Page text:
Okay. Let’s talk for a second here. Whatever happened to good, old-fashioned mediocrity?
I mean, in the early book, Stacey was the BSC treasurer because she liked math and volunteered. She says she’s good at it, but that could just mean she gets Bs compared to Claudia’s D-s. Or maybe she just thinks she’s good at math but isn’t really. In any case, by the time you hit this book, Stacey is like the Good Will Hunting of SMS. She’s the queen of calculus and the princess of trigonometry.
What’s my point? Can’t any of these girls ever be ‘good’ at something or ‘like’ something without being world-class at it? I get that Claudia is not a good student; I like and support that. But I think it would mean so much more—and be more realistic to those who liked it—if she was a good artist without being world class. I mean, the girl wins every art contest she enters, even against stereotypical (beret and goatee) adult artists.
That’s Stacey in this book, too.
There are two Stacey-related plots dancing around each other. Stacey is flattered into joining the mathletes. With her help, the team wins every competition. Meanwhile, Stacey’s dad loses his job and spends all his spare time with Stacey, taking her out to expensive dinners and shows. He gets tickets for a U4ME show that is the same time as the state finals. Stacey has to decide where her priorities lie. She realizes that her dad is asking too much of her, by assuming she’s always going to jump whenever he’s free. He eventually gets a new job and goes back to his old self—but promises that he’ll make more time for her in the future.
In the b-plot, Stacey has been tutoring Lindsey DeWitt in math. She says Lindsey is stubborn and exhausting, but the truth is, she’s not learning anything from Stacey. Claudia takes over her tutoring and brings the math down to Lindsey’s level, and suddenly she gets it. (It’s really a rehash of book #63, when Claudia learned nothing from tutoring with Stacey, but learned tons when she was helping Shea Rodowsky.) Lindsey takes part in a ridiculous Math Fair at SES and even correctly solves one of Stacey’s mathlete problems.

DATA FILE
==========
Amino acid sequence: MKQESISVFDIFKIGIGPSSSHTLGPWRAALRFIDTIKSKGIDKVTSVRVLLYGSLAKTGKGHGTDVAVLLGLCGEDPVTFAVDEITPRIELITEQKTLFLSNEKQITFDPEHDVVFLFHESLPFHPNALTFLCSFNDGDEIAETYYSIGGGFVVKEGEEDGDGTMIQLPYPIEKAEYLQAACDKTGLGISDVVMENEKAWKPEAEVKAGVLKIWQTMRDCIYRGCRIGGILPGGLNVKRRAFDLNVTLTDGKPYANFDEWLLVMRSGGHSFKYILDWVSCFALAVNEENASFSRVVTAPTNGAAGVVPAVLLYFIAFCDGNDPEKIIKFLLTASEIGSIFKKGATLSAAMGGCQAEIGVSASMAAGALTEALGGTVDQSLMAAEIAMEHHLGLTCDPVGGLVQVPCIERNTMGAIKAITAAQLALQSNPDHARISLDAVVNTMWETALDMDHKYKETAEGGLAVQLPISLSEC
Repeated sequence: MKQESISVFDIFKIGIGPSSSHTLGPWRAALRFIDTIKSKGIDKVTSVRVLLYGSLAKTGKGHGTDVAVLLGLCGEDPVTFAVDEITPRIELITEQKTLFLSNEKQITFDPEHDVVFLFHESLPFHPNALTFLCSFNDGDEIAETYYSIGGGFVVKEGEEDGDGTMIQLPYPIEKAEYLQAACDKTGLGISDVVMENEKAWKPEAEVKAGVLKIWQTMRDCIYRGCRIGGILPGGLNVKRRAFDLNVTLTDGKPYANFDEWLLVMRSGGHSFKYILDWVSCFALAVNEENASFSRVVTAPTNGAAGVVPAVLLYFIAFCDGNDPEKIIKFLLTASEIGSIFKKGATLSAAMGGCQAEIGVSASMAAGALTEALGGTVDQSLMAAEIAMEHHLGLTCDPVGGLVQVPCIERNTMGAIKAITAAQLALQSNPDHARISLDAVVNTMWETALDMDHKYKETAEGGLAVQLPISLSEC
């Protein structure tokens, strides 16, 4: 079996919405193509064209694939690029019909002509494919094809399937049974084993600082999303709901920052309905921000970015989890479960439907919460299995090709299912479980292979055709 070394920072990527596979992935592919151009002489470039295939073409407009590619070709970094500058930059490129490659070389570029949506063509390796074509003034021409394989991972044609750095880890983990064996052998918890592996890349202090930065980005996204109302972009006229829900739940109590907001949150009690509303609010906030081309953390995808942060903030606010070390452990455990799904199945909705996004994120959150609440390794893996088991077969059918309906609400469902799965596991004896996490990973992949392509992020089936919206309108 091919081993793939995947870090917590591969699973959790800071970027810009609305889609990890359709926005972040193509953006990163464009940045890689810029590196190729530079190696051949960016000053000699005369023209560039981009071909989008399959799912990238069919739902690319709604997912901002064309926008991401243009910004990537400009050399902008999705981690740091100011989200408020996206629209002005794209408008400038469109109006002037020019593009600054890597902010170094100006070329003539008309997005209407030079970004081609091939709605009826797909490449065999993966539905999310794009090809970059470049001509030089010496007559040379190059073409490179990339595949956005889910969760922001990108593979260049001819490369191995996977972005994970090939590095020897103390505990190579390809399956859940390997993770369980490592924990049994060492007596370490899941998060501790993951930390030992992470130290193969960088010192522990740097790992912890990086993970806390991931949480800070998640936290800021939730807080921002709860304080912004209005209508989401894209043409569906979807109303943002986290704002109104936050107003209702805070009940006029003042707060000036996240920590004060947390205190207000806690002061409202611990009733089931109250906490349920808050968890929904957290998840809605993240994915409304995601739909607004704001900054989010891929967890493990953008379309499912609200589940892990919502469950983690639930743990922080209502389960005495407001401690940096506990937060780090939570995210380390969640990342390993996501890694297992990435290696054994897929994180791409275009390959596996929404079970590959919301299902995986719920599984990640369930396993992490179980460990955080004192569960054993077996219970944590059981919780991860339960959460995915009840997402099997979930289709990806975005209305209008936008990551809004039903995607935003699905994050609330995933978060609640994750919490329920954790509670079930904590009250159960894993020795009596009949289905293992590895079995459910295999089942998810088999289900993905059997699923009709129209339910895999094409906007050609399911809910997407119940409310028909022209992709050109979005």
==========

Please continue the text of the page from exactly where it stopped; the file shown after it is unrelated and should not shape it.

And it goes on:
The cover. Stacey’s having way too much fun with the ‘wheel of mathematics’, and the kid behind her, Jason the nerd, is totally thinking, ‘I hope no one can tell I just crapped myself.’
Just for the record: I have never read this book before. You have been warned.
Stacey keeps Capitalizing Everything to Make It a Title. First it’s The Stacey McGill Guide to Third Grade Math and then The Stacey McGill Philosophy of Appearance. (I’m hearing Tiffany from Daria in my head: “I love philosophy.”)
Claudia’s philosophy on junk food? (No, I’m not going to capitalize that.) If any element of it could maybe potentially be healthy, then it’s health food. That includes the peanuts in peanut M&M’s, and the powdery ‘cheez’ substance on Chee-tos. Uh, if you say so, Claud.
Ha! Stacey suggests Kristy kind of has a Winona Ryder feel. I wonder if this is back when she had that pixie hairstyle? I always wanted that hairstyle but never had the guts for it….
Abby’s hair must grow super-fast. She cut it short, to match Anna’s in book #104. This book is about a month later, and it’s already long again.
I love it when the BSC characters have images for words. Whether it’s Claudia thinking of prunes when her mother says ‘prudent’ (which seems to fit, as anyone who would say prudent would probably eat prunes, too) or Stacey visualizing pancakes stuck to a griddle when she says ‘unflappable.’
Apparently Stacey’s parents’ relationship has improved from ‘wanting to kill each other’ to ‘not wanting to kill each other.’ I guess that’s nice for them, but even more so for Stacey herself, who is always getting put in the middle.
Who has leftovers when they eat lobster? I’m not even sure that would reheat okay…
Claudia spelling: kno, wating, breth, nite, hapened, blaim, Linsy, horified, hadnt’. She also uses your for you’re and feint for faint. But the best bit of all is that she calls herself Claudia the Tooter and says she tooted ‘Linsy.’ Growing up, we never used to euphemism toot for passing gas, but I know it’s big these days. It’s what my nieces and nephews use. They would think Claudia the Tooter was hilarious.
There’s something funny about Claudia correcting Buddy when he says he’s the Abdominable Snowman.
Mistake: Ryan DeWitt is spelled Byan.
I love it! Claudia actually tells Stacey how awful her math notes were after her first tutoring session, saying, “You’re much better at understanding than explaining.” Basically, Stacey’s problem is that she’s using adult words to explain math…to an eight year old. Claudia, whose own math skills were much more slowly acquired, had to take those adult concepts and break them down. Sometimes, she probably did this on her own; other times, the teacher did it for her. It’s therefore a lot easier for her to explain things to Lindsey in a way she’ll understand.